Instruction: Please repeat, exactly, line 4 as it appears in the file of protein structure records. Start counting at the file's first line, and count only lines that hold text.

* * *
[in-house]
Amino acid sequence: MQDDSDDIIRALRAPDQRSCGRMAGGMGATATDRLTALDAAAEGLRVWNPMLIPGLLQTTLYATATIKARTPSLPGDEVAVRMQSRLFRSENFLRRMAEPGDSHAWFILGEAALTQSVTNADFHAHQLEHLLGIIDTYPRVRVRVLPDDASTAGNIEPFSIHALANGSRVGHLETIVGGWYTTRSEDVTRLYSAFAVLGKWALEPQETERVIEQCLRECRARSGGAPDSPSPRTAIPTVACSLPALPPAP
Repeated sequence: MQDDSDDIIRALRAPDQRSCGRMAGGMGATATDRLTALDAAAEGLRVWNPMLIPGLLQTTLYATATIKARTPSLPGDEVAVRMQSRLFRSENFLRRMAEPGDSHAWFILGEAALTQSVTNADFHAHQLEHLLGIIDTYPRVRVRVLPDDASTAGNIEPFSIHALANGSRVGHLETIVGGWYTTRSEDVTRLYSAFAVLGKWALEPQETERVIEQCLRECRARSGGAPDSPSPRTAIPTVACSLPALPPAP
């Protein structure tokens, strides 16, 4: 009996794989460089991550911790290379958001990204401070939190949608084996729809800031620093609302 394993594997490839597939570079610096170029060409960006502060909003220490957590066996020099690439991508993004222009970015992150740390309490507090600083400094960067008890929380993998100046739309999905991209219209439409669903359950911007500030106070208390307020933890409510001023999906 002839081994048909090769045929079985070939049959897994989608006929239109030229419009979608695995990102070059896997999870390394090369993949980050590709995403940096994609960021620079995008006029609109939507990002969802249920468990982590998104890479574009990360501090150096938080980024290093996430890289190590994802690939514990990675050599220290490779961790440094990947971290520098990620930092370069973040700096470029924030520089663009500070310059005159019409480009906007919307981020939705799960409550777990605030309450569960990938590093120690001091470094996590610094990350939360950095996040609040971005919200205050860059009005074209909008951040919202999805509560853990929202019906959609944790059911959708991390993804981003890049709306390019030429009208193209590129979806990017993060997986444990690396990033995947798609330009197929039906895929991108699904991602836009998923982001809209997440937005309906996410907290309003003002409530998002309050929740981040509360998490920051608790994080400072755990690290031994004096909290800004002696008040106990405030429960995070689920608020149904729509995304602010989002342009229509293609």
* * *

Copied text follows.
């Protein structure tokens, strides 16, 4: 009996794989460089991550911790290379958001990204401070939190949608084996729809800031620093609302 394993594997490839597939570079610096170029060409960006502060909003220490957590066996020099690439991508993004222009970015992150740390309490507090600083400094960067008890929380993998100046739309999905991209219209439409669903359950911007500030106070208390307020933890409510001023999906 002839081994048909090769045929079985070939049959897994989608006929239109030229419009979608695995990102070059896997999870390394090369993949980050590709995403940096994609960021620079995008006029609109939507990002969802249920468990982590998104890479574009990360501090150096938080980024290093996430890289190590994802690939514990990675050599220290490779961790440094990947971290520098990620930092370069973040700096470029924030520089663009500070310059005159019409480009906007919307981020939705799960409550777990605030309450569960990938590093120690001091470094996590610094990350939360950095996040609040971005919200205050860059009005074209909008951040919202999805509560853990929202019906959609944790059911959708991390993804981003890049709306390019030429009208193209590129979806990017993060997986444990690396990033995947798609330009197929039906895929991108699904991602836009998923982001809209997440937005309906996410907290309003003002409530998002309050929740981040509360998490920051608790994080400072755990690290031994004096909290800004002696008040106990405030429960995070689920608020149904729509995304602010989002342009229509293609």